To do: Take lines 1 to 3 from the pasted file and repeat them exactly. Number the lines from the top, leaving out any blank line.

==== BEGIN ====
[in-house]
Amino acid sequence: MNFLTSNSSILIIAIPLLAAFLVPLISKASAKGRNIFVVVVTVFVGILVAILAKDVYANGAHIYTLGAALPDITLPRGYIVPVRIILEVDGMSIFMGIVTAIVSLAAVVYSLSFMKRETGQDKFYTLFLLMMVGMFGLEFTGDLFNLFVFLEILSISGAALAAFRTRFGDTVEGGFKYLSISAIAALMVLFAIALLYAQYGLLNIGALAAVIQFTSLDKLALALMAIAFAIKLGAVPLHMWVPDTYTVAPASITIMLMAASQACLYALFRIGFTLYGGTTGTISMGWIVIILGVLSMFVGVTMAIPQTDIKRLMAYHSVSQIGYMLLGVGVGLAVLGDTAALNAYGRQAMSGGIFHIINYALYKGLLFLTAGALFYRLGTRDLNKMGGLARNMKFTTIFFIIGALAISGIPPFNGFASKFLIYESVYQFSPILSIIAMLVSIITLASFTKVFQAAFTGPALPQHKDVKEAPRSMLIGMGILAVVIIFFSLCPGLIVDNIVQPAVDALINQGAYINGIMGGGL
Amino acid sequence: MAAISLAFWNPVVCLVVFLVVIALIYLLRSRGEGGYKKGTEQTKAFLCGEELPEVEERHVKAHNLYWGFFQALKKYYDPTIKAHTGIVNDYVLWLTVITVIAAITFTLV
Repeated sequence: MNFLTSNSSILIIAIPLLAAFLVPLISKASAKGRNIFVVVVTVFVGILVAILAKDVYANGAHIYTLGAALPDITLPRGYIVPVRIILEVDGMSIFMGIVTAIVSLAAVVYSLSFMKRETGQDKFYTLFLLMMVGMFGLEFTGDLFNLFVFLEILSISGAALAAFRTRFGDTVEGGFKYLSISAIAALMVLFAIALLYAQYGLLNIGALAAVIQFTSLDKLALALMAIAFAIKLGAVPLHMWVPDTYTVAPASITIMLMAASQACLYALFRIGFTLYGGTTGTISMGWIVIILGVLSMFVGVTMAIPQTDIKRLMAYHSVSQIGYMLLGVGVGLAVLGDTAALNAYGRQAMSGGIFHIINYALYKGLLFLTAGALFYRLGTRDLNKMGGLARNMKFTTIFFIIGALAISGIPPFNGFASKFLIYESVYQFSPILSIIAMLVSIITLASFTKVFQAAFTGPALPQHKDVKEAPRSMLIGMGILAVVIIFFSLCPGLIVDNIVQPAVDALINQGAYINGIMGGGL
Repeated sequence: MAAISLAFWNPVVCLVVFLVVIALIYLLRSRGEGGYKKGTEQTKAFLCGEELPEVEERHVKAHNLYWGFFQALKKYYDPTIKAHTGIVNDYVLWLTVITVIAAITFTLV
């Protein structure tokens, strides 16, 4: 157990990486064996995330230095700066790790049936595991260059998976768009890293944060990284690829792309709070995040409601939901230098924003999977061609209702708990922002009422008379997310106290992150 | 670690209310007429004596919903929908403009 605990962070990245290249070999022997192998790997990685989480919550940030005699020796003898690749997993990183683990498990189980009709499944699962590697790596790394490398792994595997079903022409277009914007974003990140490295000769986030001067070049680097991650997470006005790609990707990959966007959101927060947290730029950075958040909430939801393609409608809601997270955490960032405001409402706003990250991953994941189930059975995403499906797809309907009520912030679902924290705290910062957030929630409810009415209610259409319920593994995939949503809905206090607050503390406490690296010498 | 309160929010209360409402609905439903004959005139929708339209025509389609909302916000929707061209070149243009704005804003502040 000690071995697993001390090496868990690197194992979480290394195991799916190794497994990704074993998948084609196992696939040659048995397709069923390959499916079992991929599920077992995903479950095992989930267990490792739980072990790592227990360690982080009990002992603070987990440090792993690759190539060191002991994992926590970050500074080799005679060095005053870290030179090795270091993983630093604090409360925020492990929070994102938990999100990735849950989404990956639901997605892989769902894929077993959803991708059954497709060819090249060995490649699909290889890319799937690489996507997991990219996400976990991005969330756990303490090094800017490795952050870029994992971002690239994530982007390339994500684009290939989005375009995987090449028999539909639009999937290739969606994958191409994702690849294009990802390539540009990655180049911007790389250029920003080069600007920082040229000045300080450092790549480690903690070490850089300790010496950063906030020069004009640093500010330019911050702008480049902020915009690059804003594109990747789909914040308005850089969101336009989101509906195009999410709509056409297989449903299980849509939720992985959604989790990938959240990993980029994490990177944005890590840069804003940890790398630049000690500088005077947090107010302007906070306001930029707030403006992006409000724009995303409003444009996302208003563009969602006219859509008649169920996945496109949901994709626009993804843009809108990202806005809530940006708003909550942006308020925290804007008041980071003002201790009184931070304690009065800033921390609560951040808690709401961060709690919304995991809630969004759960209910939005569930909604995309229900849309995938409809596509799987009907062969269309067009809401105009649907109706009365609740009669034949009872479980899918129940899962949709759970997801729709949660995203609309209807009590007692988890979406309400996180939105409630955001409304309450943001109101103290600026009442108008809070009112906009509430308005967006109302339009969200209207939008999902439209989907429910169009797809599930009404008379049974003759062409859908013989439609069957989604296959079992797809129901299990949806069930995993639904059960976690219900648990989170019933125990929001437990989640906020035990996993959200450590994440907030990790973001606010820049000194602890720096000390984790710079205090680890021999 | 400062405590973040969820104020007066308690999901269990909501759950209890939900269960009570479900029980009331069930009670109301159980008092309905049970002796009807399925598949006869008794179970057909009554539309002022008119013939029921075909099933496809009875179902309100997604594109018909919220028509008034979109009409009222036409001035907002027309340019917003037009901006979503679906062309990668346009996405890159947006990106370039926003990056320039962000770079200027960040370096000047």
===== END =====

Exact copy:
[in-house]
Amino acid sequence: MNFLTSNSSILIIAIPLLAAFLVPLISKASAKGRNIFVVVVTVFVGILVAILAKDVYANGAHIYTLGAALPDITLPRGYIVPVRIILEVDGMSIFMGIVTAIVSLAAVVYSLSFMKRETGQDKFYTLFLLMMVGMFGLEFTGDLFNLFVFLEILSISGAALAAFRTRFGDTVEGGFKYLSISAIAALMVLFAIALLYAQYGLLNIGALAAVIQFTSLDKLALALMAIAFAIKLGAVPLHMWVPDTYTVAPASITIMLMAASQACLYALFRIGFTLYGGTTGTISMGWIVIILGVLSMFVGVTMAIPQTDIKRLMAYHSVSQIGYMLLGVGVGLAVLGDTAALNAYGRQAMSGGIFHIINYALYKGLLFLTAGALFYRLGTRDLNKMGGLARNMKFTTIFFIIGALAISGIPPFNGFASKFLIYESVYQFSPILSIIAMLVSIITLASFTKVFQAAFTGPALPQHKDVKEAPRSMLIGMGILAVVIIFFSLCPGLIVDNIVQPAVDALINQGAYINGIMGGGL
Amino acid sequence: MAAISLAFWNPVVCLVVFLVVIALIYLLRSRGEGGYKKGTEQTKAFLCGEELPEVEERHVKAHNLYWGFFQALKKYYDPTIKAHTGIVNDYVLWLTVITVIAAITFTLV